(Corrects paragraph 3 of July 27 story to show antibodies below the threshold is low or undetectable, not just undetectable.)
BEIJING, July 27 (Reuters) - Antibodies triggered by Sinovac Biotech’s COVID-19 vaccine declined below a key threshold from around six months after a second dose for most recipients, but a third shot had a strong booster effect, a lab study showed.
Chinese researchers reported the findings from a study of blood samples from healthy adults aged between 18-59 in a paper published on Sunday, which has not been peer reviewed. bit.ly/3zGsxQt
Among participants who received two doses, two or four weeks apart, only 16.9% and 35.2% respectively still had neutralising antibodies above a threshold set by researchers, below which the antibody level is considered low or undetectable, six months after the second shot, the paper said.
Those readings were based on data from two cohorts involving more than 50 participants each, while the study gave third doses of the vaccine or placebo to a total of 540 participants.
Researchers said it was unclear how the decrease in antibodies would affect the shot’s effectiveness, since scientists have yet to figure out precisely the threshold of antibody levels for a vaccine to be able to prevent the disease.
Apart from durable antibodies, other components in humans immune systems such as T cells and B cell memory elicited by the vaccine may also contribute to protection, researchers involved in the study said, although the study did not provide data on those factors. “In the short-to-medium term, ensuring more people complete the current two-dose schedule of CoronaVac (Sinovac’s vaccine) should be the priority,” the paper said.
Participants in some cohorts who received a third dose of the Sinovac shot about six months after the second showed around a 3-5 fold increase in antibody levels after a further 28 days, compared with the levels seen four weeks after the second shot.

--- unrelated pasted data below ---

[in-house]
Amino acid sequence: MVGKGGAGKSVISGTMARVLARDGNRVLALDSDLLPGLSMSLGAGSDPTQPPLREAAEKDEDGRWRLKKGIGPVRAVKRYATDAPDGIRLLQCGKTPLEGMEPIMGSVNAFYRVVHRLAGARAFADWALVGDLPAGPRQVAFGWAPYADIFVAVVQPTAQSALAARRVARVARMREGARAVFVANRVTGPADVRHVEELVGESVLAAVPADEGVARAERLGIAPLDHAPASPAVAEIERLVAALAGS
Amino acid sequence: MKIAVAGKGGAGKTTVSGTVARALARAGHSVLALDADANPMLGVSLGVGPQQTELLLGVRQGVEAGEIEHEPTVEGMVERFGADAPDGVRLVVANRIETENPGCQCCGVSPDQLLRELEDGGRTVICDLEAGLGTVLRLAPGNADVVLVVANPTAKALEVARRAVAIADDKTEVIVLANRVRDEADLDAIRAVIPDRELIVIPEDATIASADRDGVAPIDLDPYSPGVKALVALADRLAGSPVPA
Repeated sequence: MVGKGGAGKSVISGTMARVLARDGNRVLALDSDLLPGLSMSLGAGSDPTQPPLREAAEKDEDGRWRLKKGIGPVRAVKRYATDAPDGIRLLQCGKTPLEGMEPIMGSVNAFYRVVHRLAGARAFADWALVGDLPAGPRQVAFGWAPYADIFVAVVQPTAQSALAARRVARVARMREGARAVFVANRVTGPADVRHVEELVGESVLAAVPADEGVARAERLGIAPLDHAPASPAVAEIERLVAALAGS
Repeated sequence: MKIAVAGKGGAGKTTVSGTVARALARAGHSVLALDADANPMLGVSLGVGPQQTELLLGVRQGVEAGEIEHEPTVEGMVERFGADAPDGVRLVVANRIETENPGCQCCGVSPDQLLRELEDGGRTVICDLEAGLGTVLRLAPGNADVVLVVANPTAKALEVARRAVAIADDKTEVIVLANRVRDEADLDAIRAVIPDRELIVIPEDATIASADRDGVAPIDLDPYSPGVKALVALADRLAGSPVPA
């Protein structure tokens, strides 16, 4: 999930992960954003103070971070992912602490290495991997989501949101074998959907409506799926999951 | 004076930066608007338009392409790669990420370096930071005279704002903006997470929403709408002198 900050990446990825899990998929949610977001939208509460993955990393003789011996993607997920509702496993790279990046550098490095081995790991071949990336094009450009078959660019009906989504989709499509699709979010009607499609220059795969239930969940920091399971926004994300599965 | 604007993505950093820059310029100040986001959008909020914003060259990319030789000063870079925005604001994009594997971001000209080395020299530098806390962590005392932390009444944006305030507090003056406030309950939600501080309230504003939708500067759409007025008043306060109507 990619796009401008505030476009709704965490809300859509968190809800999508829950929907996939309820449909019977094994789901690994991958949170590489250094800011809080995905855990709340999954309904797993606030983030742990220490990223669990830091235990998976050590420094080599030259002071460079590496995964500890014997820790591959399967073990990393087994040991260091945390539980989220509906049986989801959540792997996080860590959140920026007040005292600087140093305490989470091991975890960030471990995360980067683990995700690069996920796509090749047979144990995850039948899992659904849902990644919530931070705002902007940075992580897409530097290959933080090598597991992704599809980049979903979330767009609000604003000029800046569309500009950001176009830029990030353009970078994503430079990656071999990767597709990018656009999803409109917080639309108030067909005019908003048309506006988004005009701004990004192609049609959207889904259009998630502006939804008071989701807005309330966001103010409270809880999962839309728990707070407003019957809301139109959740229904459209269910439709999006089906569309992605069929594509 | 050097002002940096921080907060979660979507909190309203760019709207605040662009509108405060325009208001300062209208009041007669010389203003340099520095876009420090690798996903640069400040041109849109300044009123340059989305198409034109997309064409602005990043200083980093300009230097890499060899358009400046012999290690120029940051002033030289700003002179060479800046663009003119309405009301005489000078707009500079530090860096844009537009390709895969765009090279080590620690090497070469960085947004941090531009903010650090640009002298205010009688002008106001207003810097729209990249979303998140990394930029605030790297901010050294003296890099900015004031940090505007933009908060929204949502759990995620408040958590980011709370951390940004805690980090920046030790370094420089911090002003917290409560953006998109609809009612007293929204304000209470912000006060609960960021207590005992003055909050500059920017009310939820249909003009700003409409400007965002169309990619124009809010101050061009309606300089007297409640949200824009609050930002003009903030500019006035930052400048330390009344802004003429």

As of end-June, Sinovac has delivered more than 1 billion doses of the vaccine, a major vaccination tool in China, Brazil, Indonesia and Chile.
Other COVID-19 vaccine makers are seeking to get authorisation for booster shots. Pfizer and partner BioNTech said earlier this month they had planned to ask U.S. and European regulators within weeks to authorise a booster dose of its COVID-19 vaccine, based on evidence of greater risk of infection six months after inoculation and the spread of the highly contagious Delta variant.
Siti Nadia Tarmizi, a senior health ministry official in Indonesia, told Reuters on Tuesday that clinical data from the country showed the reduced antibody level is still enough to provide protection, without providing details.
She said the immunisation advisory board recommends a booster vaccination 12 months after the second dose.
Indonesia has started giving booster shots produced by Moderna to medical workers this month, including those who had received Sinovac doses.
Philippines’ Health Secretary Francisco Duque said on Tuesday there is no recommendation yet from the country’s vaccine expert panel on giving a booster shot but experts are discussing the possibility.
Turkey has already started offering a third dose from either Sinovac or Pfizer to some people who have got Sinovac shots.
The research paper on Sinovac’s vaccine said that the study did not test the antibodies’ effect against more transmissible variants, and that further research was needed to assess antibody duration after a third shot.
The study was conducted by researchers at disease control authorities in Jiangsu province, Sinovac, and other Chinese institutions.
Reporting by Roxanne Liu and Ryan Woo in Beijing, Neil Jerome Morales in Manila, Stanley Widianto in Jakarta. Editing by Mark Potter, Miyoung Kim, Raju Gopalakrishnan and Jane Merriman